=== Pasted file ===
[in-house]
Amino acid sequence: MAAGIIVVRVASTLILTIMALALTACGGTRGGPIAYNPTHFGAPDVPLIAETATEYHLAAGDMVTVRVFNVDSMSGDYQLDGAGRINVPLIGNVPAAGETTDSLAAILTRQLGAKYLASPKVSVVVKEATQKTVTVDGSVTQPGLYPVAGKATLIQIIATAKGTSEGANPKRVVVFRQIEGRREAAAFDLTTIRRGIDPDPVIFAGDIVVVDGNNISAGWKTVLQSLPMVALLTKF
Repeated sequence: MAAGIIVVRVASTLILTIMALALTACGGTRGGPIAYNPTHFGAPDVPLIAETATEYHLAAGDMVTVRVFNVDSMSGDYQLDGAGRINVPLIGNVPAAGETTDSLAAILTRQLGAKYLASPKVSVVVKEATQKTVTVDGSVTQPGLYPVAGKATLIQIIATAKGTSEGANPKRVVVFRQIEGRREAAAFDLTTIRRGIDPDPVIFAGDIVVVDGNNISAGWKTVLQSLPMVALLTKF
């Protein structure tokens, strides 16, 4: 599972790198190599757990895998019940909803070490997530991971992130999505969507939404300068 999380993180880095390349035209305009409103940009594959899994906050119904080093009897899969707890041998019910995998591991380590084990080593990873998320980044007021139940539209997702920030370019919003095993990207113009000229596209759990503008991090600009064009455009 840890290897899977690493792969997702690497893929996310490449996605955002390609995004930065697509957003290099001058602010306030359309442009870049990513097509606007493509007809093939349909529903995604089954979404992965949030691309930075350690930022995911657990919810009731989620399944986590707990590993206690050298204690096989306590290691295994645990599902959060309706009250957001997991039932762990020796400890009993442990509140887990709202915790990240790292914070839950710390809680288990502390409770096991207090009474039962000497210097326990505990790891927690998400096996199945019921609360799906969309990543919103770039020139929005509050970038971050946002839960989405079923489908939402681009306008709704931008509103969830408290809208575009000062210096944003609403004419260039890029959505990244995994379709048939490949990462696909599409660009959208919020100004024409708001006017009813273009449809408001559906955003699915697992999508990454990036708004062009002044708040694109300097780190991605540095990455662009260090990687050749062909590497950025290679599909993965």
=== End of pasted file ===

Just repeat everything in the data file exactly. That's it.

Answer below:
[in-house]
Amino acid sequence: MAAGIIVVRVASTLILTIMALALTACGGTRGGPIAYNPTHFGAPDVPLIAETATEYHLAAGDMVTVRVFNVDSMSGDYQLDGAGRINVPLIGNVPAAGETTDSLAAILTRQLGAKYLASPKVSVVVKEATQKTVTVDGSVTQPGLYPVAGKATLIQIIATAKGTSEGANPKRVVVFRQIEGRREAAAFDLTTIRRGIDPDPVIFAGDIVVVDGNNISAGWKTVLQSLPMVALLTKF
Repeated sequence: MAAGIIVVRVASTLILTIMALALTACGGTRGGPIAYNPTHFGAPDVPLIAETATEYHLAAGDMVTVRVFNVDSMSGDYQLDGAGRINVPLIGNVPAAGETTDSLAAILTRQLGAKYLASPKVSVVVKEATQKTVTVDGSVTQPGLYPVAGKATLIQIIATAKGTSEGANPKRVVVFRQIEGRREAAAFDLTTIRRGIDPDPVIFAGDIVVVDGNNISAGWKTVLQSLPMVALLTKF
């Protein structure tokens, strides 16, 4: 599972790198190599757990895998019940909803070490997530991971992130999505969507939404300068 999380993180880095390349035209305009409103940009594959899994906050119904080093009897899969707890041998019910995998591991380590084990080593990873998320980044007021139940539209997702920030370019919003095993990207113009000229596209759990503008991090600009064009455009 840890290897899977690493792969997702690497893929996310490449996605955002390609995004930065697509957003290099001058602010306030359309442009870049990513097509606007493509007809093939349909529903995604089954979404992965949030691309930075350690930022995911657990919810009731989620399944986590707990590993206690050298204690096989306590290691295994645990599902959060309706009250957001997991039932762990020796400890009993442990509140887990709202915790990240790292914070839950710390809680288990502390409770096991207090009474039962000497210097326990505990790891927690998400096996199945019921609360799906969309990543919103770039020139929005509050970038971050946002839960989405079923489908939402681009306008709704931008509103969830408290809208575009000062210096944003609403004419260039890029959505990244995994379709048939490949990462696909599409660009959208919020100004024409708001006017009813273009449809408001559906955003699915697992999508990454990036708004062009002044708040694109300097780190991605540095990455662009260090990687050749062909590497950025290679599909993965």